Wednesday, November 1, 2017

Book Review: All American Boys by Jason Reynolds and Brendan Kiely

In an unforgettable new novel from award-winning authors Jason Reynolds and Brendan Kiely, two teens—one black, one white—grapple with the repercussions of a single violent act that leaves their school, their community, and, ultimately, the country bitterly divided by racial tension.
A bag of chips. That’s all sixteen-year-old Rashad is looking for at the corner bodega. What he finds instead is a fist-happy cop, Paul Galluzzo, who mistakes Rashad for a shoplifter, mistakes Rashad’s pleadings that he’s stolen nothing for belligerence, mistakes Rashad’s resistance to leave the bodega as resisting arrest, mistakes Rashad’s every flinch at every punch the cop throws as further resistance and refusal to STAY STILL as ordered. But how can you stay still when someone is pounding your face into the concrete pavement?
But there were witnesses: Quinn Collins—a varsity basketball player and Rashad’s classmate who has been raised by Paul since his own father died in Afghanistan—and a video camera. Soon the beating is all over the news and Paul is getting threatened with accusations of prejudice and racial brutality. Quinn refuses to believe that the man who has basically been his savior could possibly be guilty. But then Rashad is absent. And absent again. And again. And the basketball team—half of whom are Rashad’s best friends—start to take sides. As does the school. And the town. Simmering tensions threaten to explode as Rashad and Quinn are forced to face decisions and consequences they had never considered before.
Written in tandem by two award-winning authors, this tour de force shares the alternating perspectives of Rashad and Quinn as the complications from that single violent moment, the type taken from the headlines, unfold and reverberate to highlight an unwelcome truth.

It’s incredibly difficult to write a book about a powerful and divisive social issue such as the police brutality at the center of the story of All-American Boys. Yet Brendan Kiely and Jason Reynolds, both authors that we are lucky enough to have at TBF this year, do so with sensitivity, attentiveness and sheer emotional strength.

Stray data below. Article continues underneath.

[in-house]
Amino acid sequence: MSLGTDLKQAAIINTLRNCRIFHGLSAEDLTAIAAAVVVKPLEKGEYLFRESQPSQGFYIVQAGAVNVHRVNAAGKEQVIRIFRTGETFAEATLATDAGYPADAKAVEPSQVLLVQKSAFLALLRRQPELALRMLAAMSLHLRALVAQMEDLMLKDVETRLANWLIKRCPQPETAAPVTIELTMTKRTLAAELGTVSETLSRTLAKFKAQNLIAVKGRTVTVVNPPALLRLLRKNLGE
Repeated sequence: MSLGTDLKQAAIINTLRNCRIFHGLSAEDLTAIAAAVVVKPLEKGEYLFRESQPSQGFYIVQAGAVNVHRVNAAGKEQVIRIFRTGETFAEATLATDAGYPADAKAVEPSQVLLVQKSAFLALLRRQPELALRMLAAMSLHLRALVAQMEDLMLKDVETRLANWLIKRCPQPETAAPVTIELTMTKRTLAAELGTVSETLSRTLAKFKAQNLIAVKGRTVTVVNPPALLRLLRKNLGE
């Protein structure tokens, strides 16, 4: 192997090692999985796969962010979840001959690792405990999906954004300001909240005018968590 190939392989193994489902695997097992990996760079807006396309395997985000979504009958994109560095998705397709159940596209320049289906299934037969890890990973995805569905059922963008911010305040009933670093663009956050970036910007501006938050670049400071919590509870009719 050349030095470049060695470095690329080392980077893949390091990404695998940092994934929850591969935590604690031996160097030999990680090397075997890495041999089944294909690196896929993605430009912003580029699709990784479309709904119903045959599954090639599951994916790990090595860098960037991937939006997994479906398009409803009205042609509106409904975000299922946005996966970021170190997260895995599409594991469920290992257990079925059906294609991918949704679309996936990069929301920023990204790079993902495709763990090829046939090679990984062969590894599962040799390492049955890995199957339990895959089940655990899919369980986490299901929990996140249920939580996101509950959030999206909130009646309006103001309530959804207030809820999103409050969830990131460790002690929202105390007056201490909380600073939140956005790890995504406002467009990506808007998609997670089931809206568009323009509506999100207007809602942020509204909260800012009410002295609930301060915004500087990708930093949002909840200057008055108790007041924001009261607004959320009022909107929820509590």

The two main characters of the novel, Rashad and Quinn, are incredibly compelling. In fact, switching in and out of each of their heads was part of what made the novel so enjoyable for me to read. Both experience a good deal of self-reflection and growth about who they are and what they are willing to believe in. Watching their courage as they navigate the complexity and oftentimes bitterness of the world around them was incredibly exciting and I knew I was rooting for each character until the very last page. Besides that, the characters each contained the little details and idiosyncrasies that really take them from the page to your head. They each have their passions--for Rashad art, for Quinn basketball-- and you can really tell the focus and enjoyment both characters experience in them. They each have things that bug them-- little brothers, soggy chicken nuggets-- and they each have their fears-- which are confronted repeatedly throughout the novel.
Aside from its incredible characters, this book is also a good resource for anyone who wants to learn more about social justice issues in America. The symptoms of racism are examined throughout the novel through the perspectives of both Rashad and Quinn and the effects of racism are investigated at a personal level. Statistics and past instances of police brutality are also incorporated in a fluid way throughout the narrative, so the story contains all the information of a textbook but not the dryness so often seen as well.
In conclusion, All American Boys is definitely a great addition to your to-be-read pile. Pick it up then get ready to meet both Brendan Kiely and Jason Reynolds at TBF!

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